Abraham Gottlob Werner

From Cultures of Natural History edited by Jardine, Secord and Spary

Born to a mining family in 1749 or 1750, and educated at the University of Leipzig, Abraham Gottlob Werner established his reputation with a brief book, titled Von den Äußerlichen Kennzeichen der Fossilien, in 1774. By the turn of the 19th century, he was possibly the world's most famous Earth scientist. His enormous influence meant that he left both a good and bad legacy to the science of geology. On the up side, his 1774 book elaborated techniques for identifying minerals using human senses, drawing on his background in mining. His practical classification system appealed to a broad audience interested in learning more about geology. On the down side, he advanced the "Neptunian" view of the Earth, claiming that all rocks had been deposited in a primordial ocean. This view, which had been in existence before Werner promoted it, was accepted almost without question, and prevailed until overturned by James Hutton near the close of the 18th century.

Celâl Şengör observes that Werner was "first and foremost a miner and second a teacher" and that the folkloric traditions of his culture, combined with some irrational elements of Romanticism, had a strong influence on Werner's thinking. Folklore may have been easier to teach than some of experimental methods of geology emerging in the late 18th century, but some of his students later became his critics, among them Alexander von Humboldt.

Werner proposed new ways of thinking about geologic formations, redefining "formation" to refer not to the chemical makeup of a rock, but to the timing of its development. He defined formations as bodies of rock laid down in the same period, giving scientists a way of thinking about the rocks' histories. In arguing for a global ocean, however, Werner proposed "universal formations," i.e., everywhere on Earth, the same rock layers were deposited at the same times, as if the planet were an onion with global layers of skin. This idea was overturned long ago. While one area may accumulate rock layers through deposition of sediments, another area may lose rocks through erosion. Volcanic activity deposits ash and lava continually, but certainly not universally. One criticism of this hypothesis was that Werner hadn't traveled enough to verify it. The criticism was valid but so was Werner's reason for limited travel. He was plagued by poor health throughout his life, limiting his travel options.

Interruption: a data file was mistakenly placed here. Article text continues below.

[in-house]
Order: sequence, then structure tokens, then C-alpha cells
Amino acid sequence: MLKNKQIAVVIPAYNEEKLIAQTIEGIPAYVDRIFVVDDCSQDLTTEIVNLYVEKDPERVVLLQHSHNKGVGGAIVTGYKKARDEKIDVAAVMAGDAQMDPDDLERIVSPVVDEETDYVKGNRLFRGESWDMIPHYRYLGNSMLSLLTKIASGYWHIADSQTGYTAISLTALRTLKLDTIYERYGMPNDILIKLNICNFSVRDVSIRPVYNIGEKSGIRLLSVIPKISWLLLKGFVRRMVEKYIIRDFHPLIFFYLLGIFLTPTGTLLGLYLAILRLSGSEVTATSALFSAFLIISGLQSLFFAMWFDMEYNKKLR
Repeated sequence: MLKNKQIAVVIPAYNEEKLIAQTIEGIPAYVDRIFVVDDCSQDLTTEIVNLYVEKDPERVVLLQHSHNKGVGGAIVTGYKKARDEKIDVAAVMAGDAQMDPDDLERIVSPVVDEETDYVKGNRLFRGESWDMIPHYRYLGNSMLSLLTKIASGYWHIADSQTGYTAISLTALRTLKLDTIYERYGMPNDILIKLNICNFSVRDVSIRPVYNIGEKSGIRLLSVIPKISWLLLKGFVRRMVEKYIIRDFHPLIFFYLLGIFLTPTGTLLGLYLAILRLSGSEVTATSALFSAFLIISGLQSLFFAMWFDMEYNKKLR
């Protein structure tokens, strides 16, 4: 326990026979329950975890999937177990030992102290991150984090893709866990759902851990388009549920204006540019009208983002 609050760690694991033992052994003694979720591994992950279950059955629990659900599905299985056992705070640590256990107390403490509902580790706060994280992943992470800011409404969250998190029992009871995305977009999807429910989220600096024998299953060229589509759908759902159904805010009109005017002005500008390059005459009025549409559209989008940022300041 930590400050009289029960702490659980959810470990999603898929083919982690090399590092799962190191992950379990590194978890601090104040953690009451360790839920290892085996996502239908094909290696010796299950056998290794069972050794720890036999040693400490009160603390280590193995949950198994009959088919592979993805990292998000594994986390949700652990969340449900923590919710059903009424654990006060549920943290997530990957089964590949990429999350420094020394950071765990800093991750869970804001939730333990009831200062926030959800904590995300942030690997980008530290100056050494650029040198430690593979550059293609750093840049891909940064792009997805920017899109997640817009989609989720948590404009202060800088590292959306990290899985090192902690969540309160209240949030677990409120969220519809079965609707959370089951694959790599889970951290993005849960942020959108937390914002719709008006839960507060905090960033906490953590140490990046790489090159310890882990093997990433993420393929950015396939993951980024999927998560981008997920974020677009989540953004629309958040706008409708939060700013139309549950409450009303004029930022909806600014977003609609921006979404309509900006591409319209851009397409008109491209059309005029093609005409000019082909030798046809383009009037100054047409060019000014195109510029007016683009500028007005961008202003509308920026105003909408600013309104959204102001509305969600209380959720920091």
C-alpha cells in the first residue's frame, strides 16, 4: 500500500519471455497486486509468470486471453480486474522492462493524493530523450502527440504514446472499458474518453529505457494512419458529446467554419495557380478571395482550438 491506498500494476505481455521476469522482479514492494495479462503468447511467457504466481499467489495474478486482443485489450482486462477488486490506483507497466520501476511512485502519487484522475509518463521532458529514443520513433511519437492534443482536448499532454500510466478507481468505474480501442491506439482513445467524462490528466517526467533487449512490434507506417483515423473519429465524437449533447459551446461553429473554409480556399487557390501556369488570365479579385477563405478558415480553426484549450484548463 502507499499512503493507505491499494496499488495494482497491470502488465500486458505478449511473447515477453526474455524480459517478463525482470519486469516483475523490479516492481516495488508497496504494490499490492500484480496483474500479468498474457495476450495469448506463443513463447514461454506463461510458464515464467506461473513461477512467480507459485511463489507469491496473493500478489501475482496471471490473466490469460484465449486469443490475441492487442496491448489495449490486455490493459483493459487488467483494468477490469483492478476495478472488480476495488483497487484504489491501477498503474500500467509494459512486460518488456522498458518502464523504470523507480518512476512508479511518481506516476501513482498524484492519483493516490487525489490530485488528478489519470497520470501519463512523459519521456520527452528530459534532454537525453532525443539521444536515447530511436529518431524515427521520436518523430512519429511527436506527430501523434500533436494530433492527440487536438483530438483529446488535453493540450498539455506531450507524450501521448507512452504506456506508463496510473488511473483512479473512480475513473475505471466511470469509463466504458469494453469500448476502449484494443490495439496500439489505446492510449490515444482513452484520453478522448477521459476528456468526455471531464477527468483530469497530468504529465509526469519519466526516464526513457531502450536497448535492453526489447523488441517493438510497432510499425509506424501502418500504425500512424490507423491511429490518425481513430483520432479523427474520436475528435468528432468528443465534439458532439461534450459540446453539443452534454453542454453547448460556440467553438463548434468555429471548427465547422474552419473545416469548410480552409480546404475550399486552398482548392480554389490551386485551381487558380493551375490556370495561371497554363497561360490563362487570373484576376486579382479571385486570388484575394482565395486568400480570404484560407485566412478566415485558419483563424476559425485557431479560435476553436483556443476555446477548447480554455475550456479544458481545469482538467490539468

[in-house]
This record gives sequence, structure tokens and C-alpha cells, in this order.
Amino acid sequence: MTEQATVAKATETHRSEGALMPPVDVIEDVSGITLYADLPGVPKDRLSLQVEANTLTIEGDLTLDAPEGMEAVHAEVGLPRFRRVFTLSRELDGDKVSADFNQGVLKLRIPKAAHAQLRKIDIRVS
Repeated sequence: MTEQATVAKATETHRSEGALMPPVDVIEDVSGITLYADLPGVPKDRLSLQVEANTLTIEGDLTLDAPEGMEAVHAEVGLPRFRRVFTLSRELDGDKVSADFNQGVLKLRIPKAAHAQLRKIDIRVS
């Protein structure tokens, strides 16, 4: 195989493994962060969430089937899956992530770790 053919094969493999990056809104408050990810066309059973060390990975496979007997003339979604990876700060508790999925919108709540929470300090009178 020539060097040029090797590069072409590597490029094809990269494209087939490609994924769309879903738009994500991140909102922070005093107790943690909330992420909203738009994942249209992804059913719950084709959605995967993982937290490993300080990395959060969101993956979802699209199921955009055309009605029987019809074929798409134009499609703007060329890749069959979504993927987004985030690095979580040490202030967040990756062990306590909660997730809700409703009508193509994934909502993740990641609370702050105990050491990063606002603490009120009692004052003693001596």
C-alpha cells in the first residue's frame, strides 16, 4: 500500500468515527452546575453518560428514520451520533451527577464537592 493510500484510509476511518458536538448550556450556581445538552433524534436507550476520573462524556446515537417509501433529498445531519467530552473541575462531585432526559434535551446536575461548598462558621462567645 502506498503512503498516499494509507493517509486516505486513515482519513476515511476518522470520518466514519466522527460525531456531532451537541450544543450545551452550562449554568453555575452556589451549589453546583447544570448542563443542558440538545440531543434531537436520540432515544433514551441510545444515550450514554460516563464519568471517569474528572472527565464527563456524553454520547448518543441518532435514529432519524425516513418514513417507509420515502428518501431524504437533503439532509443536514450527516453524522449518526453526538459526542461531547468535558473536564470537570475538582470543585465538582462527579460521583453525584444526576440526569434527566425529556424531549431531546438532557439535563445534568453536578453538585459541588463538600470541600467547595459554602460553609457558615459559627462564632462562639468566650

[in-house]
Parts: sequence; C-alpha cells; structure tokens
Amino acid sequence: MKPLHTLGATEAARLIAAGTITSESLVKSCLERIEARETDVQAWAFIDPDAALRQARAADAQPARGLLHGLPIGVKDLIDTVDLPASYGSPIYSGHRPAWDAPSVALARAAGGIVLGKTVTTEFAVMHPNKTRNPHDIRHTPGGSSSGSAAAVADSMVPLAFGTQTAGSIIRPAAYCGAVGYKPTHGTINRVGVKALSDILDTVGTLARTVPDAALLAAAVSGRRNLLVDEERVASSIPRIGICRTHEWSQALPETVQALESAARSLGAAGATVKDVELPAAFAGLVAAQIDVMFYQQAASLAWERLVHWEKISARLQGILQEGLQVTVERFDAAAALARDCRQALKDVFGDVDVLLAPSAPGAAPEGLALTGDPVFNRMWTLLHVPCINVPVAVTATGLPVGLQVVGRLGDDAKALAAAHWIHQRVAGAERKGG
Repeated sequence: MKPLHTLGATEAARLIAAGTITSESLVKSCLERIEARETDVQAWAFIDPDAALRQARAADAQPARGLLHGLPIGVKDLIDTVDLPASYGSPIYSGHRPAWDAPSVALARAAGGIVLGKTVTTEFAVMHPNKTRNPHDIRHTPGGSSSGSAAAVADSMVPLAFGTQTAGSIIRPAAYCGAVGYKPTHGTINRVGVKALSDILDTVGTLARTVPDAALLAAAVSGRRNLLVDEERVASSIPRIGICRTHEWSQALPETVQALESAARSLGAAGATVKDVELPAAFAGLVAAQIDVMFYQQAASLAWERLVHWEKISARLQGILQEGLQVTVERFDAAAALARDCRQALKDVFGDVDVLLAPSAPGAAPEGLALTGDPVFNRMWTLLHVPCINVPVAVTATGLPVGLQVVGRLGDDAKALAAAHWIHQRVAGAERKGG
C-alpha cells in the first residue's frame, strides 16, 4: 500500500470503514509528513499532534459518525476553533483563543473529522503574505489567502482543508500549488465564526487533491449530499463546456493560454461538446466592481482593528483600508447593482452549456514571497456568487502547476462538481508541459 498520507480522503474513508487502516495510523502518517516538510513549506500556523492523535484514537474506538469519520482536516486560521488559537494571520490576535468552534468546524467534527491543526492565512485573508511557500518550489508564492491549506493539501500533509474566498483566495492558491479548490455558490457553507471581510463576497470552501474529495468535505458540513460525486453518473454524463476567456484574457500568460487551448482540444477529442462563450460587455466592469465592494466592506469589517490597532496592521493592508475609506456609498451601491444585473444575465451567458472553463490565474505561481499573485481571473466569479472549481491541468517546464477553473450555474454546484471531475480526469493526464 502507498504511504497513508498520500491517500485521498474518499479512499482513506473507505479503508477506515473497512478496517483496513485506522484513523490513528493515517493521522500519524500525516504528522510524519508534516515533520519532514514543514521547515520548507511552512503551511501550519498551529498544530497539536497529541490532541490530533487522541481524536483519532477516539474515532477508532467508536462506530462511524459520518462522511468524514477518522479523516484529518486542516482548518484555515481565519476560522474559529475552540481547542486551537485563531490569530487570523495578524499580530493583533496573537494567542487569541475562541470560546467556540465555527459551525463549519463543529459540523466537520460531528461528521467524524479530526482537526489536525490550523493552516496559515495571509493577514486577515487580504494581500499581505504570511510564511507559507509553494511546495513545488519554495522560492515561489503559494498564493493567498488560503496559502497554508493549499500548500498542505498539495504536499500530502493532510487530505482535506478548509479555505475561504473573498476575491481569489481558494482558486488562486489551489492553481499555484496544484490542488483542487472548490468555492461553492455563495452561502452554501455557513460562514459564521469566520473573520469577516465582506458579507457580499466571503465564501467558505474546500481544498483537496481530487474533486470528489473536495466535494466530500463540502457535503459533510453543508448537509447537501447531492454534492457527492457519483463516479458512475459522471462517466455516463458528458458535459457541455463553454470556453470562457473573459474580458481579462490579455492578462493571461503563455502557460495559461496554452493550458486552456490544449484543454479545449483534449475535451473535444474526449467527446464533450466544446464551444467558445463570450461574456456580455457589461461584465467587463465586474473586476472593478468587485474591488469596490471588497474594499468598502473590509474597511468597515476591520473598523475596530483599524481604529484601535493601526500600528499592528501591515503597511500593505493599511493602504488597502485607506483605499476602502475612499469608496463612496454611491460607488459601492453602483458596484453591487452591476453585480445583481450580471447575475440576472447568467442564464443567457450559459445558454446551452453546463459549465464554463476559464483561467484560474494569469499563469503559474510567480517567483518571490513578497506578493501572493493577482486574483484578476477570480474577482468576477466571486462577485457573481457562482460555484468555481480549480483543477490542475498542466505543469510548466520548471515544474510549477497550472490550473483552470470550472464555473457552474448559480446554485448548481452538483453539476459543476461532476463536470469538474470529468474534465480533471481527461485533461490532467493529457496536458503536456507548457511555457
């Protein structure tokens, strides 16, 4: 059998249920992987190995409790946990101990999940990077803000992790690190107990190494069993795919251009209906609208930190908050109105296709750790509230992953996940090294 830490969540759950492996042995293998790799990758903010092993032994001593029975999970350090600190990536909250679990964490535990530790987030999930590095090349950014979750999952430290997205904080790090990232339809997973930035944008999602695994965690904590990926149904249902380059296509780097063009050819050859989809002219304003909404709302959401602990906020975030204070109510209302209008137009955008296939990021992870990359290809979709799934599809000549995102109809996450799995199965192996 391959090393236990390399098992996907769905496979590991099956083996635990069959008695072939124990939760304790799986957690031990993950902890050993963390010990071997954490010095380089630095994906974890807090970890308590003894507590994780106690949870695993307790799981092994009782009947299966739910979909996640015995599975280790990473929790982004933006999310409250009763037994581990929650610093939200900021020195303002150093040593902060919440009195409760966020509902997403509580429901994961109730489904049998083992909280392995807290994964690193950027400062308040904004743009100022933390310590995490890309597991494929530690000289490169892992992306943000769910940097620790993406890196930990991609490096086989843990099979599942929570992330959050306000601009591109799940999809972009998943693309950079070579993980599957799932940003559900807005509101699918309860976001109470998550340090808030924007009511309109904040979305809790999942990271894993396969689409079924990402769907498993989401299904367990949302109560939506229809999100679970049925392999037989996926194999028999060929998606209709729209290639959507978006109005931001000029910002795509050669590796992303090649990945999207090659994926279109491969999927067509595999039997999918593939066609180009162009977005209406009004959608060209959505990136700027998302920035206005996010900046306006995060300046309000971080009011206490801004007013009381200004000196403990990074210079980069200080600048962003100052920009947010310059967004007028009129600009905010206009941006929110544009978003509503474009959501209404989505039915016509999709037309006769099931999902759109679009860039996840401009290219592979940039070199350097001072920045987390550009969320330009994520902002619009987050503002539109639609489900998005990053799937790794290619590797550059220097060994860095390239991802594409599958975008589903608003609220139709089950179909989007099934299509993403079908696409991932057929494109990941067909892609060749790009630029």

In the 18th century, rocks were explained in terms of the biblical flood, and were classified into three categories that most people associated with the biblical flood: "primary" for ancient rocks without fossils (believed to precede the flood), "secondary" for rocks containing fossils (often attributed to the flood itself) and "tertiary" for sediments believed to have been deposited after the flood. Werner didn't overturn the commonly held belief in the biblical flood, but he never referred to the Bible in his writings, either. He was not considered by his contemporaries as a scriptural geologist who explained everything through the Noachian flood. Instead, he identified a different group of rocks that didn't fit the primary, secondary and tertiary classification: rocks with a few fossils that were younger than primary rocks but older than secondary rocks. He called these "transition" rocks. Geologists of succeeding generations classified these rocks into the geologic periods still accepted today.

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